When the Women's National Basketball Association begins its season today, players, coaches and executives will have more than the sweaty palms that go with opening-night jitters. Much more than the game is on the line -- and much more than the league.

The eight-team WNBA is better supported and better marketed than any women's pro league in history, with three television contracts, 10 big-name corporate sponsors and NBA backing. It's timely, too. Success enjoyed by female athletes at the Atlanta Olympics last summer created interest in women's sports that is so strong, the WNBA already has an entrenched competitor, the American Basketball League.

So WNBA officials feel the time is now, can be now and must be now. Failure of such a high-profile endeavor could set back the entire women's professional team sports movement.

"I'd be hard-pressed to say otherwise," WNBA President Val Ackerman said. "I can't imagine anything more we could throw at women's basketball. If this isn't a formula for long-term success, I don't know what is. . . . It was now or never from the NBA's standpoint."

Hopes are high. The ABL will expand to Long Beach, Calif., its ninth city, next season, and Ackerman said WNBA expansion is already "in the cards." Each WNBA team is sponsored by an NBA team, and Matt Williams, vice president of communications for Washington Sports, the company that runs the Wizards, said the Wizards are interested in sponsoring a team "as soon as next season."

Eighteen NBA teams showed interest in sponsoring WNBA teams last year, Ackerman said, and Washington, with its "strong management and new {MCI Center}, is definitely a place {the WNBA} will be looking at."

But first, the WNBA must complete its 28-game inaugural season, which runs through August and culminates with winners of the Eastern and Western conferences and the two teams with the next best records advancing to single-elimination playoff games.

Since the mid-1970s, five women's pro basketball leagues have folded. The WNBA will try to avoid becoming the sixth by keeping projections reasonably low and the rims high, unlike the now defunct Liberty Basketball Association, which featured rims lower than 10 feet, spandex uniforms and a miniature ball in 1991, its lone season.

"In order for the WNBA to succeed, it's going to take each and every one of the players to perform and play the game the way it should be played," New York Liberty guard Teresa Weatherspoon said. "We need to show the people that we are truly players who can get the job done."

The WNBA's attendance goal is 4,000 per game, sticking close to the 3,536 average the ABL had in its first season, and NBA arenas in which the teams play will offer limited seating. All 8,505 lower-level seats have been sold for today's opener between the New York Liberty and Los Angeles Sparks in Inglewood, Calif., (4 p.m., WRC-TV-4); the 9,000 upper-level seats will be curtained off.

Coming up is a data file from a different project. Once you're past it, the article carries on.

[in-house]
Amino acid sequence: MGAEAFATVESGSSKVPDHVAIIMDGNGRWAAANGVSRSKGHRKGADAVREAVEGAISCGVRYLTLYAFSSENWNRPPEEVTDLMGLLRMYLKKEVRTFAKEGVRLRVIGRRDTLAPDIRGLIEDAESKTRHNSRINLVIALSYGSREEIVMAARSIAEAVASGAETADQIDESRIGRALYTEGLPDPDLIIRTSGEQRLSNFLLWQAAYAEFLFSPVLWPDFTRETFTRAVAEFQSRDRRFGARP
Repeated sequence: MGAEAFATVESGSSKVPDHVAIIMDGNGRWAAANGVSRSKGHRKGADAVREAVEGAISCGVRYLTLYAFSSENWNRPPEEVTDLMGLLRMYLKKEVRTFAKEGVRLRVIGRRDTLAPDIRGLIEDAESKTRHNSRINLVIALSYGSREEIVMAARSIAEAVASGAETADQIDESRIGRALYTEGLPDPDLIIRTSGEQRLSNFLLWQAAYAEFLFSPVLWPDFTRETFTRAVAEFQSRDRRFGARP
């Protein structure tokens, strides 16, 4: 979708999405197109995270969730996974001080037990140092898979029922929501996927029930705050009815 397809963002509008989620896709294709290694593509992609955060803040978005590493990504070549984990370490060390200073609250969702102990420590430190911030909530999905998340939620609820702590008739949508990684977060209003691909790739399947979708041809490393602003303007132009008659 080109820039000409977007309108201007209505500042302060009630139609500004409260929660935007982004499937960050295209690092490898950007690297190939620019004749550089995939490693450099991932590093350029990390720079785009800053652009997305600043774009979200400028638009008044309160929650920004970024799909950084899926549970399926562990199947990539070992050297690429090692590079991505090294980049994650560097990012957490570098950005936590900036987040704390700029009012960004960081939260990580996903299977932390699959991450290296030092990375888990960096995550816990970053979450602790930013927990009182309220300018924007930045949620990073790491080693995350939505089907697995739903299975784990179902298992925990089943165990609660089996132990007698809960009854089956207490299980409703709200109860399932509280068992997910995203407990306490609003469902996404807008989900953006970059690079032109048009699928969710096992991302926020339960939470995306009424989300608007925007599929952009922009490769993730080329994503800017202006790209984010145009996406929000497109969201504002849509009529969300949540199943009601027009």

There will be stars with season tickets just as in the NBA. The Los Angeles Lakers have Jack Nicholson; the Los Angeles Sparks will have Jodie Foster. The New York Knicks have Spike Lee; the New York Liberty will have Rosie O'Donnell.

Ticket prices will range from $150 for O'Donnell's court-side seat at Madison Square Garden (Lee pays $1,000 to watch the Knicks) to $5 for a seat behind the backboard to watch the Utah Starzz at Delta Center. The league's average ticket price is $14.54, nearly a dollar more than major league baseball's.

Millions can watch on NBC, Lifetime and ESPN or participate in what Ackerman called "unique promotional opportunities" throughout the nation. To reach its target audience of existing basketball fans, active women and children, the WNBA is promising camps, fans clubs, autograph sessions and radio shows.

"There will be no shortage of off-court activities -- we're a new league, and we need to be seen," Ackerman said. "The more exposure we get, the greater chance we have to reach fans. It will be critical to get that interest in our inaugural year."

With such emphasis on exposure, critics accuse the WNBA of shortchanging its product. Ackerman said the WNBA "was very lucky to sign" three of five starters from the 1996 U.S. Olympic team -- New York's Rebecca Lobo, Los Angeles' Lisa Leslie and the Houston Comets' Sheryl Swoopes (who is pregnant and will be out until August) -- but the ABL has eight of the team's 12 players. The ABL also has signed most of college basketball's elite, such as Stanford's Kate Starbird, the 1997 Naismith Award winner, and Connecticut's Kara Wolters, the Associated Press player of the year.